The Bureau of Land Management’s reliance on that report was also flawed, Gleason said in sending the case back to the appropriate agencies for further action.

Nicole Whittington-Evans, Alaska program director for the Defenders of Wildlife, called the decision “a win for our climate, for imperiled species like polar bears, and for the local residents whose concerns have been ignored.” She urged the Biden administration to examine alternatives to the project.

Gov. Mike Dunleavy, in a statement, said the ruling “from a federal judge trying to shelve a major oil project on American soil does one thing: outsources production to dictatorships & terrorist organizations.”

He called the decision “horrible.”

More in News

Vehicles are unleaded at the Seward Harbor after being moved from Lowell Point on Sunday, May 22, 2022 in Seward, Alaska. (Photo courtesy Kenai Peninsula Borough Office of Emergency Management)
Lowell Point barge services move 110-plus cars to Seward

The services were covered by the Kenai Peninsula Borough and ended Monday

Anglers fish on the Kenai River on Tuesday, June 29, 2021 in Soldotna, Alaska. (Ashlyn O'Hara/Peninsula Clarion)
Watershed Forum receives matching grant from Conoco

The Kenai Watershed Forum was given a grant from ConocoPhillips to fund… Continue reading

A beach on the eastern side of Cook Inlet is photographed at Clam Gulch, Alaska, in June 2019. The Alaska Board of Fisheries is implementing new shellfish regulations in Cook Inlet. (Peninsula Clarion file)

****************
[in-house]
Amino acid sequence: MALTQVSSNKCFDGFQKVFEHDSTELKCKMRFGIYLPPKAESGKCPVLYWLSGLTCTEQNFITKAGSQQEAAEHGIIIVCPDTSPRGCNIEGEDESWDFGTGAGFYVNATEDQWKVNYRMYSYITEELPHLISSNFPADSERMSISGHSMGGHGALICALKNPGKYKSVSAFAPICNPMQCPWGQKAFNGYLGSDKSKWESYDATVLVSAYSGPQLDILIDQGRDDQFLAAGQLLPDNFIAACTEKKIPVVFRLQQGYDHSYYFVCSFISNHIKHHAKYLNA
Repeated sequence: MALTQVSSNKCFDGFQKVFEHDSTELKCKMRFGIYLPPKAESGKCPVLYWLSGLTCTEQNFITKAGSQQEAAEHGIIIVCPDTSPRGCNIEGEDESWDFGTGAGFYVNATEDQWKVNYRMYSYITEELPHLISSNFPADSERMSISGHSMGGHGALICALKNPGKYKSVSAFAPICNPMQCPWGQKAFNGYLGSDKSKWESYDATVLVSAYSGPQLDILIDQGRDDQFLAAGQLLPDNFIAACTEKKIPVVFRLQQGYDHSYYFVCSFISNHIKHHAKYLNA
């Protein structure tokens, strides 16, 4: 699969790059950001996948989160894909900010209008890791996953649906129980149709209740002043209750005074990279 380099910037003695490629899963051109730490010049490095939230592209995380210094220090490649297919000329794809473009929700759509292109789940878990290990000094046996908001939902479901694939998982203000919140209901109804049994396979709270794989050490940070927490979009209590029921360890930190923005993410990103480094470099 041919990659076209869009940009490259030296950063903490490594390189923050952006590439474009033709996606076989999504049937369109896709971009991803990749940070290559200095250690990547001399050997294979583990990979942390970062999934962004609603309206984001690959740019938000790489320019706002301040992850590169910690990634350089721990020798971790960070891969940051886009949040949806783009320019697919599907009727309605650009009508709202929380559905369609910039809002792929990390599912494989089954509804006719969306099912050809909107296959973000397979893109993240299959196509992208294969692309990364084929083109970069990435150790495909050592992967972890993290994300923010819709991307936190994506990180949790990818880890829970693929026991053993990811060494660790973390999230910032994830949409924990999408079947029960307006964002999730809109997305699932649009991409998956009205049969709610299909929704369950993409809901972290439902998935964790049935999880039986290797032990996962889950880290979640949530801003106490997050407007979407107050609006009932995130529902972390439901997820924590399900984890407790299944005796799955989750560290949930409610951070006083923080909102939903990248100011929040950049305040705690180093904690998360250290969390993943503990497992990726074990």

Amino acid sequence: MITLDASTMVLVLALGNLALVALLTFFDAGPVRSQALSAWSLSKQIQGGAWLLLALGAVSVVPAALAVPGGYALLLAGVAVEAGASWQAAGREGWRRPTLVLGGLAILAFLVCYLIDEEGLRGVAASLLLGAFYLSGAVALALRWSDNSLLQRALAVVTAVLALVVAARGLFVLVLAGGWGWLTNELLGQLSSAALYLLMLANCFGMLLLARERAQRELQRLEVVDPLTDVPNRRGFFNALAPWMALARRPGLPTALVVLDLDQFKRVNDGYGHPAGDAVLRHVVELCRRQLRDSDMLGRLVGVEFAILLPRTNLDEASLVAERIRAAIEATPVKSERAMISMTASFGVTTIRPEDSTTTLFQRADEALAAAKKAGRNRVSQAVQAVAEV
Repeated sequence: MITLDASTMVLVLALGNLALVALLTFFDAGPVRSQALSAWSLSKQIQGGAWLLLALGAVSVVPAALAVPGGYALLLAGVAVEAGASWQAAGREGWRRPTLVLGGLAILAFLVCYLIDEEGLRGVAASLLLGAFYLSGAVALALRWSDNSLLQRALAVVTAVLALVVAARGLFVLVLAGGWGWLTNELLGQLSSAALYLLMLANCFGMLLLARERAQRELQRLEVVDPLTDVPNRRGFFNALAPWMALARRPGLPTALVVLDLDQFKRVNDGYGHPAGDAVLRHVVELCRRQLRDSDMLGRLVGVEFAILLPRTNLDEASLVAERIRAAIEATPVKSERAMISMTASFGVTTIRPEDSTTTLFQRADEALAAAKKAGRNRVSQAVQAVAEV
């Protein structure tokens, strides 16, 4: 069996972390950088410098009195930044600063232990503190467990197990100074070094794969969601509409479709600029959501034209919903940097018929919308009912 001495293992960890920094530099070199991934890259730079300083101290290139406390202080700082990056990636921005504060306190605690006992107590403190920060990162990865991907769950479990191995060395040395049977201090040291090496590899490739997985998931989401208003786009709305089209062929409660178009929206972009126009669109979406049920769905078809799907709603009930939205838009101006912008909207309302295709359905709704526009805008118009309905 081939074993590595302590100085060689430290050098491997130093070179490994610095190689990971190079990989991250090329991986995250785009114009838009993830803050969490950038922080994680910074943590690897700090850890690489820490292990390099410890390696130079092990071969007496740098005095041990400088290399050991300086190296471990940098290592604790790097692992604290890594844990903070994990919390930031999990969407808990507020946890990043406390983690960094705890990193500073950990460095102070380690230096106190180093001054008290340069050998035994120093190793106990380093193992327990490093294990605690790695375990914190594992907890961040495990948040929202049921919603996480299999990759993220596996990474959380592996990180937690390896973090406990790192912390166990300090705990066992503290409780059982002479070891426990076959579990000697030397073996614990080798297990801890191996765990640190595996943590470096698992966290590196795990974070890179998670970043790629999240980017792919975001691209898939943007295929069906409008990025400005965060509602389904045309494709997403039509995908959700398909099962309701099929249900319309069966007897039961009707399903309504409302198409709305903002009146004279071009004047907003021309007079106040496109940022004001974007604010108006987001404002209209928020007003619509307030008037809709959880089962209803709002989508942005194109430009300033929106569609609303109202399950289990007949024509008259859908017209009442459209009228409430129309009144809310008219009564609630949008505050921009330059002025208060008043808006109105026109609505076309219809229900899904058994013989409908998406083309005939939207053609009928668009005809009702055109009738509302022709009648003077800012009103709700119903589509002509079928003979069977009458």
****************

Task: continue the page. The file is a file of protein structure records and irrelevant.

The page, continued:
Fish and Game closes East Cook Inlet razor clam fisheries

The Alaska Department of Fish and Game has closed the Cook Inlet… Continue reading

Anastasia Scollon (left) and Willow King (right) stand in The Goods + Sustainable Grocery and Where it’s At mindful food and drink on Monday, May 16, 2022 in Soldotna, Alaska. (Ashlyn O’Hara/Peninsula Clarion)
Sustainable shopping finds new home in Soldotna

The Collective used to operate out of Cook Inletkeeper’s Community Action Studio

The Alaska State Capitol is seen on Wednesday, April 6, 2022. (Peter Segall / Juneau Empire)
Legislature modernizes 40-year-old definition of consent in sexual assault cases

‘Alaska took a gargantuan step forward in updating our laws,’ says deputy attorney general

Project stakeholders cut a ribbon at the Nikiski Shelter of Hope on Friday, May 20, 2022, in Nikiski, Alaska. (Ashlyn O’Hara/Peninsula Clarion)
Stakeholders celebrate opening of Nikiski shelter

The shelter officially opened last December

Peter Segall / Juneau Empire
Gov. Mike Dunleavy speaks with reporters Thursday about the state’s budget at the Alaska State Capitol. Dunleavy said lawmakers had sent a complete budget, and that there was no need for a special session.
Dunleavy: No need for special session

Governor calls budget “complete”

A magnet promoting the Alaska Reads Act released sits atop a stack of Alaskan-authored and Alaska-centric books. Lawmakers passed the Alaska Reads Act on the last day of the legislative session, but several members of the House of Representatives were upset with the bill, and the way it was passed. (Ben Hohenstatt / Juneau Empire)
In last-minute move, Legislature passes early reading overhaul

Rural lawmakers push back on Alaska Reads Act

Graduates wait to receive diplomas during Connections Homeschool’s commencement ceremony on Thursday, May 19, 2022, in Soldotna, Alaska. (Ashlyn O’Hara/Peninsula Clarion)
Connections honors more than 100 graduates

The home-school program held a ceremony Thursday in Soldotna

Most Read